Amidst the rise in digital technologies and new avenues for communication, the general quality of our public discourse has declined. As I have explored in this series, modern society has become increasingly fragmented and polarized. We are no longer able to search for areas of compromise or entertain opposing viewpoints.
The cause of the issue stems from our inability to truly listen to one another. In a culture that promotes individualism and self-righteousness, we are conditioned to enter into conversations with our own agenda, set of prejudices and biases. Rather than engage in the mutual pursuit of truth, we are more interested in pushing our opinion and influence onto others.
This mindset inhibits us from truly listening to and appreciating what others are saying. It blocks us off from other perspectives limiting the possibility of entering into a conversation openly, with the chance of changing our minds.
The physicist David Bohm makes an important distinction between dialogue and discussion, highlighting the key differences in these two modes of communication.
Dialogue vs. Discussion
Dialogue is centered around the shared flow of meaning and understanding between all those who are involved. The point is not to try to ‘win’ or ensure that your argument prevails, but rather to mutually search for collective wisdom and truth. This requires one to be adaptable and flexible, accepting that your original views may be wrong or ill-informed.
Good dialogue is sort of like jazz. It revolves around improvisation and spontaneity. Throughout their solos, each musician integrates the melody and phrases of the other band mates. It is a dynamic and collective process. The success of the band is determined by how well the musicians are in synch with one another. This demands that everyone listen closely to the tempo of the drums, the key of the band and the melodies of the other soloists.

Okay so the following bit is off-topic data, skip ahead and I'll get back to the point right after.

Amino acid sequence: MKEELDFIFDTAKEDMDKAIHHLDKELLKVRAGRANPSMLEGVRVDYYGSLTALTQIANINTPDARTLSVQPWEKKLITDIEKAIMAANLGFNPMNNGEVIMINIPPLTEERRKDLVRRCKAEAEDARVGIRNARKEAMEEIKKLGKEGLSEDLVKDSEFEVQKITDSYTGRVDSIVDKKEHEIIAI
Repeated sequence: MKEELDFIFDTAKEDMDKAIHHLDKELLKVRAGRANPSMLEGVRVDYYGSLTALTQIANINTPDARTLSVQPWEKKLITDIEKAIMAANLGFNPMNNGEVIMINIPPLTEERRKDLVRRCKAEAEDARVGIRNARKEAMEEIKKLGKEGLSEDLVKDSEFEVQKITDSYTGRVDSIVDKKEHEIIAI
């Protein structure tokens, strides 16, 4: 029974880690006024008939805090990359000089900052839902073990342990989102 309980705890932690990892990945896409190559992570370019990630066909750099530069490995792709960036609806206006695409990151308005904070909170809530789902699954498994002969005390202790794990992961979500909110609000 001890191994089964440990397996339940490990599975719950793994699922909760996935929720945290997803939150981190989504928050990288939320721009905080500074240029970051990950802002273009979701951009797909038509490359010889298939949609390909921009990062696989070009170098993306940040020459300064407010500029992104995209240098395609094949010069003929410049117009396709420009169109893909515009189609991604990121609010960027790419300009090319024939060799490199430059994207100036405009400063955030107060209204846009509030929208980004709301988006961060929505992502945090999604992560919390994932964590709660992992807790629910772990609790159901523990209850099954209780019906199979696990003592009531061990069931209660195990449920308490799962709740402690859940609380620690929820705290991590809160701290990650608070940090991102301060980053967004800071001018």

Like jazz, the point of dialogue is to build off of the ideas of others, to be open-minded and fully listen to what is being said. When done correctly, the whole is greater than the sum of its parts. It is a win-win process for all participants involved – everyone gains.
On the other hand, Bohm characterizes discussions as communication which is aimed at preserving one’s point of view. Those engaging in a discussion are motivated towards persuading others to change their minds. As a result, it is framed more as a debate embodying win-lose dynamics, as the purpose is to have your viewpoint adopted by the group.
There is a time and place for each of these conversational styles. However, social cohesion is undermined and conflicts arise when our discourse becomes increasingly centered around debate, conflict and argumentation.
A consequence of this type of thinking is that we aren’t fully attentive to what others are saying. Further, we don’t validate or clarify that we have a mutual understanding of another’s point of view, leaving room for error and misinterpretation.
As noted by the renowned physicist David Bohm in his book On Dialogue,
Surprisingly, most people have never discovered how to listen, and instead spend most of the time whilst another is speaking working out what to say the moment he or she stops
To listen attentively or mindfully, is to be completely immersed in the conversation. It is to be aware of our automatic judgements, refrain from interjection and practice empathy. Just as in the practice of meditation where we mindfully and impartially watch our thoughts pass by, a genuine dialogue requires us to do the same when conversing with someone else.